Department of Health spending rose by 2.6 per cent in real terms last year – by far the greatest annual rise in health spending of the current parliament, departmental accounts published today show.
However, experts warned that this was accomplished by eliminating in a single year almost the entire underspend the NHS has carried for the past eight years.
This leaves the health service with little “headroom” to manage even greater financial challenges ahead.
The DH’s total departmental expenditure rose in cash terms by £4.6bn in 2013-14, compared with £2.4bn in each of the two previous financial years.
Its accounts said this constituted real terms growth of 2.6 per cent, compared with 1.2 per cent in the previous year and 0.2 per cent in 2011-12.
The King’s Fund’s policy director, Richard Murray, said the growth looked “like it’s been done by the disappearance of the underspend” that the NHS had built up since 2006-07.
He added: “On the good side, well done for not ratcheting up an underspend, but my God, that kind of a growth rate has got to stop, because if you’ve spent all your income you’re back at the 0.1 per cent growth that the NHS was supposed to get out of the coalition government.”
According to the DH accounts, the underspend on its revenue budget – the £106bn pot from which costs such as NHS pay and drugs are met – dropped to just £305m last year. In 2013-13 this stood at £1.5bn.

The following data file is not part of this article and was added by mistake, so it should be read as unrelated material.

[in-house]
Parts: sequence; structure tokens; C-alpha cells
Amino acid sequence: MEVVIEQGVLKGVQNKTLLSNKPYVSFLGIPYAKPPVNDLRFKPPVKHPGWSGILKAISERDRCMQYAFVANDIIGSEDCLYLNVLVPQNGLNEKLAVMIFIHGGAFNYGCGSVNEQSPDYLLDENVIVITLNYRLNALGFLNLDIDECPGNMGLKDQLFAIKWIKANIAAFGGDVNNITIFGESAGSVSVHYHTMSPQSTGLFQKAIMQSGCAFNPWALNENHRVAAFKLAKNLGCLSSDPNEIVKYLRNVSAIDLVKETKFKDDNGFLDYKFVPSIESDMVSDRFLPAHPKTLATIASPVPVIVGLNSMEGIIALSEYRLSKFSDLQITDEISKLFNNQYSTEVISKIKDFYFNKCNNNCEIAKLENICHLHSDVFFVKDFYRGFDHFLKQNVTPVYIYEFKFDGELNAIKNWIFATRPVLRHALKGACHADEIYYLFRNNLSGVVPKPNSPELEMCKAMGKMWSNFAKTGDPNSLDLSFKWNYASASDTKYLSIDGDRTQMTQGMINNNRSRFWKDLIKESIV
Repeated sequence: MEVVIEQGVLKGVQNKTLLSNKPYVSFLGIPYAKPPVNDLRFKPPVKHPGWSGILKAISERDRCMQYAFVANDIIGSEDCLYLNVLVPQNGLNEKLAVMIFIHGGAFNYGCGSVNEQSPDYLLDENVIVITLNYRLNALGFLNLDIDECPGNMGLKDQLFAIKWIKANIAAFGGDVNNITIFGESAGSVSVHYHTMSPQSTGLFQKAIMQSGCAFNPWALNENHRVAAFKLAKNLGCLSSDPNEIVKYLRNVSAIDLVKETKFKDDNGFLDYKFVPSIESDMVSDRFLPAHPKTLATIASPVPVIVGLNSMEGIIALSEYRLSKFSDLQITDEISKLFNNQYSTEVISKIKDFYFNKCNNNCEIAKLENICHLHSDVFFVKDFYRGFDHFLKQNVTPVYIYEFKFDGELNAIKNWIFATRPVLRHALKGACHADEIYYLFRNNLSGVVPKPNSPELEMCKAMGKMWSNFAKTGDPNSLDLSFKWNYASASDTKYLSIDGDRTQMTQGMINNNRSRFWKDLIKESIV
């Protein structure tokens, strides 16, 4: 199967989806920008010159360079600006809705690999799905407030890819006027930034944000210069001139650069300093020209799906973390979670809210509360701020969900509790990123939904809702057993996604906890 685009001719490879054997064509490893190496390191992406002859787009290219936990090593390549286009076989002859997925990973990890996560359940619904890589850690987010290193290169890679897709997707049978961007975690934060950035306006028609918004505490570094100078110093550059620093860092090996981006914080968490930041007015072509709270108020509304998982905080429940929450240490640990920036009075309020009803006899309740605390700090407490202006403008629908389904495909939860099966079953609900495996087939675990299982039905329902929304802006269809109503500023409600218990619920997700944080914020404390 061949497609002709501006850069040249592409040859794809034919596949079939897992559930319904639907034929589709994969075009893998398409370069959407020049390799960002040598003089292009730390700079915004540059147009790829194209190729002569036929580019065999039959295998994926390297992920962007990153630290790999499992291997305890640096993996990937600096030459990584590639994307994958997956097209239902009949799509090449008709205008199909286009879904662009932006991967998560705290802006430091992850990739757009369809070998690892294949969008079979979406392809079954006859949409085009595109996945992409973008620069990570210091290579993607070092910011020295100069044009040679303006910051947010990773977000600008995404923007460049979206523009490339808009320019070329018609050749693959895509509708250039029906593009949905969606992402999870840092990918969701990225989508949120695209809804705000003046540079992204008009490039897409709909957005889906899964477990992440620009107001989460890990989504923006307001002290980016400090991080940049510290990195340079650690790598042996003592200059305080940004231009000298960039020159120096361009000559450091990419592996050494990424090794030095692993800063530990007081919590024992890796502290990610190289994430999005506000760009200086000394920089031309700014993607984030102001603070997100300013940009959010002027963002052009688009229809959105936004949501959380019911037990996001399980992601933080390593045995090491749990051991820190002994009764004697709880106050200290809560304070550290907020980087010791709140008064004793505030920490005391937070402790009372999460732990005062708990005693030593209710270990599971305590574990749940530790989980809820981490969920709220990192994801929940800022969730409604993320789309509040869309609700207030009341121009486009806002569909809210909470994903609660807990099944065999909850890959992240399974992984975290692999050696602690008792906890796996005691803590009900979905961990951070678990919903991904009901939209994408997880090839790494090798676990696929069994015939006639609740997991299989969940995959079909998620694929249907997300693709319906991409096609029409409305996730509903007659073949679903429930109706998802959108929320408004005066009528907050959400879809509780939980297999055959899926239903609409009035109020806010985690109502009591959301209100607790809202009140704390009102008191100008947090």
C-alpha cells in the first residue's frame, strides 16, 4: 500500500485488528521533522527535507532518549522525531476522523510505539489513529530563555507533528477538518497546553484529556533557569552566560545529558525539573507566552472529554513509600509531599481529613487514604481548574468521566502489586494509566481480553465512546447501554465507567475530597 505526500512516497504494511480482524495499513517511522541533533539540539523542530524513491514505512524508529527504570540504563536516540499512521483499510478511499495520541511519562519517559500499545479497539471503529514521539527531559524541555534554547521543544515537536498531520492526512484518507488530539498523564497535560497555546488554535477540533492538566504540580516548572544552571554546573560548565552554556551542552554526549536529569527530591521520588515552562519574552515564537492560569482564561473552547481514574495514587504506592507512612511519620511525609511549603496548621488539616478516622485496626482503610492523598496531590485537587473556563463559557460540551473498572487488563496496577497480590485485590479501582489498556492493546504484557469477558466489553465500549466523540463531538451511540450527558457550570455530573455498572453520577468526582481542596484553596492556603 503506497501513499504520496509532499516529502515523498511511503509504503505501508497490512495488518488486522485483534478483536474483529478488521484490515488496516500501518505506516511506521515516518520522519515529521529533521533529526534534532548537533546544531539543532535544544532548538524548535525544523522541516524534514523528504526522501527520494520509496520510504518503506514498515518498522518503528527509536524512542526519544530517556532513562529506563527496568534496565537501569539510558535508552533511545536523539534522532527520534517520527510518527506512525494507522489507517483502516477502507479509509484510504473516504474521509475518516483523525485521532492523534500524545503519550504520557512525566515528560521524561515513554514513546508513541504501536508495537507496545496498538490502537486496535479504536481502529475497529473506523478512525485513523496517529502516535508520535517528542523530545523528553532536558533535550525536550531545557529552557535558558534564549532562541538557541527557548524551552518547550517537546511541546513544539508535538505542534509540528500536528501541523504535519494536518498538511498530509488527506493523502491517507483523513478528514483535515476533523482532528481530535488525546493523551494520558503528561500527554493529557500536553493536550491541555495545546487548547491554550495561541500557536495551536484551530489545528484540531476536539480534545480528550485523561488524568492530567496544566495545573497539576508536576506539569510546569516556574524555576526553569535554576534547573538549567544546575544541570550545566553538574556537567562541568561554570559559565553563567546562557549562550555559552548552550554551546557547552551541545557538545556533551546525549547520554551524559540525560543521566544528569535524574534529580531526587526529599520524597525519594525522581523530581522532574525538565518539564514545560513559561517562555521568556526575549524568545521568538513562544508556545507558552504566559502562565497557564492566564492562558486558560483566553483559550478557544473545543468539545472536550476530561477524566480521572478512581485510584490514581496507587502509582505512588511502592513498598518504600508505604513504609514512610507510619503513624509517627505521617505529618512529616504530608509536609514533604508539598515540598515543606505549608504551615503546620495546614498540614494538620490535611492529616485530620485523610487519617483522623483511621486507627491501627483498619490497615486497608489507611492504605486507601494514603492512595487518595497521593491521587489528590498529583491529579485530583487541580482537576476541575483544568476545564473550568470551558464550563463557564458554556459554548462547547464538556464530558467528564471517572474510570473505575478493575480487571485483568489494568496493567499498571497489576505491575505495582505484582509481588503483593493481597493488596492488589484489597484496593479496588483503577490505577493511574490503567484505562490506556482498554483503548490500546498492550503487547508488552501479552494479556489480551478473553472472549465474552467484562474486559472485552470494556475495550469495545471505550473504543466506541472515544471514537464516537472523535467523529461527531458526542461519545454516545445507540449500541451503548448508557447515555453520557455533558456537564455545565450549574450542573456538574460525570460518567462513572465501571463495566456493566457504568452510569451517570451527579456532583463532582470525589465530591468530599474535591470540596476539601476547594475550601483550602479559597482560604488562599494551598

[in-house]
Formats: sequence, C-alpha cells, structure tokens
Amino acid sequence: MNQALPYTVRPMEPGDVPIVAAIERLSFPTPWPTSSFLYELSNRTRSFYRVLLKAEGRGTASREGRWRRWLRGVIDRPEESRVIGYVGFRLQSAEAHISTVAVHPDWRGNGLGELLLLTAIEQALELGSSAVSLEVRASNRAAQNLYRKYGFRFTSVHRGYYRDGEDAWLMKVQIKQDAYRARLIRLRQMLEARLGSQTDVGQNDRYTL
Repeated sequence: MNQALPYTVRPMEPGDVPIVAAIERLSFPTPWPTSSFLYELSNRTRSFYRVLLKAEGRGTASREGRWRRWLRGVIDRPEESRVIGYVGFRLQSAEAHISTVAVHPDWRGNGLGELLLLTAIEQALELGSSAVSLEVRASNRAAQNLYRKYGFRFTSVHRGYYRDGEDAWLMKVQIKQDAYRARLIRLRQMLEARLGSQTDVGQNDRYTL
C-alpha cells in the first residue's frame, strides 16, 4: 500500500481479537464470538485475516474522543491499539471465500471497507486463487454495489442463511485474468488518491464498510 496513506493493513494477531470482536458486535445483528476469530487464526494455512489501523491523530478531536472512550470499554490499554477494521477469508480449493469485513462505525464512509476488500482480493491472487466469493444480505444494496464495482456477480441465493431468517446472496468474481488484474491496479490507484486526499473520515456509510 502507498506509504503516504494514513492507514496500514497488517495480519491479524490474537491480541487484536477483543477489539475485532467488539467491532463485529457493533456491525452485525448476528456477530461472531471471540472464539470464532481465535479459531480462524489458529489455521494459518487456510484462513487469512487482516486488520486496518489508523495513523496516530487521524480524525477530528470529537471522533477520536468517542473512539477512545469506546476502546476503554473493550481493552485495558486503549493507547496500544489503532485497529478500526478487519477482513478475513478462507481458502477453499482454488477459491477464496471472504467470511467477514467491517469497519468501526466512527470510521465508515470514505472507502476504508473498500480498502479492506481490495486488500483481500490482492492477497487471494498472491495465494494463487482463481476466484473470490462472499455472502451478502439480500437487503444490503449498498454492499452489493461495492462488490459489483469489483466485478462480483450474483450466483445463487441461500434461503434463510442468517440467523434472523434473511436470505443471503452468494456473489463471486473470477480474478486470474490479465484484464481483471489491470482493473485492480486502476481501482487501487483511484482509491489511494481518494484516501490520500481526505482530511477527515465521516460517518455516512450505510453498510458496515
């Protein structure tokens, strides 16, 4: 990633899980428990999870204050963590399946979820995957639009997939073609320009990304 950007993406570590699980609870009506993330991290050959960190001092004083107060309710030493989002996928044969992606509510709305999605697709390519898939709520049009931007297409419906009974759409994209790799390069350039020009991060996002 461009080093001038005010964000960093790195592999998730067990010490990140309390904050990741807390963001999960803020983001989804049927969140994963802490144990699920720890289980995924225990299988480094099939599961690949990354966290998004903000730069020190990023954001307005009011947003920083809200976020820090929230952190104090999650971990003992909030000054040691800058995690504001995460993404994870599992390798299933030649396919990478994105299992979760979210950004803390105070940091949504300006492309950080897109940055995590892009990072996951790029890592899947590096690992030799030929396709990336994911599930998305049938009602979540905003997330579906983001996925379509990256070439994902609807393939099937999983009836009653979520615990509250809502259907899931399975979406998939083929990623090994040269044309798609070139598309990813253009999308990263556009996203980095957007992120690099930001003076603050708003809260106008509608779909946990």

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Before depreciation, which is not counted when measuring the coalition’s commitment to real terms growth in health spending, the DH revenue underspend was just £151m.
Similarly, the department’s underspend against its £4.4bn capital budget was £95m, compared with an underspend of £713m against a £4.5bn budget the previous year.
Mr Murray, who has previously held senior roles at the DH and NHS England, said the rapid growth in NHS spending was likely the result of its drive to recruit extra staff in the wake of the Francis inquiry, and of the difficulty it faced in meeting performance targets in 2013-14.
He added: “What we’re now picking up in these numbers is that the consequence of that recruitment round and that struggle [to hit performance targets] is that they spent every penny that they had.
“That’s the first time we’ve done this since about 2006.
“It means that there’s no headroom left… That headroom the system has carried for coming up to a decade, they spent it last year.”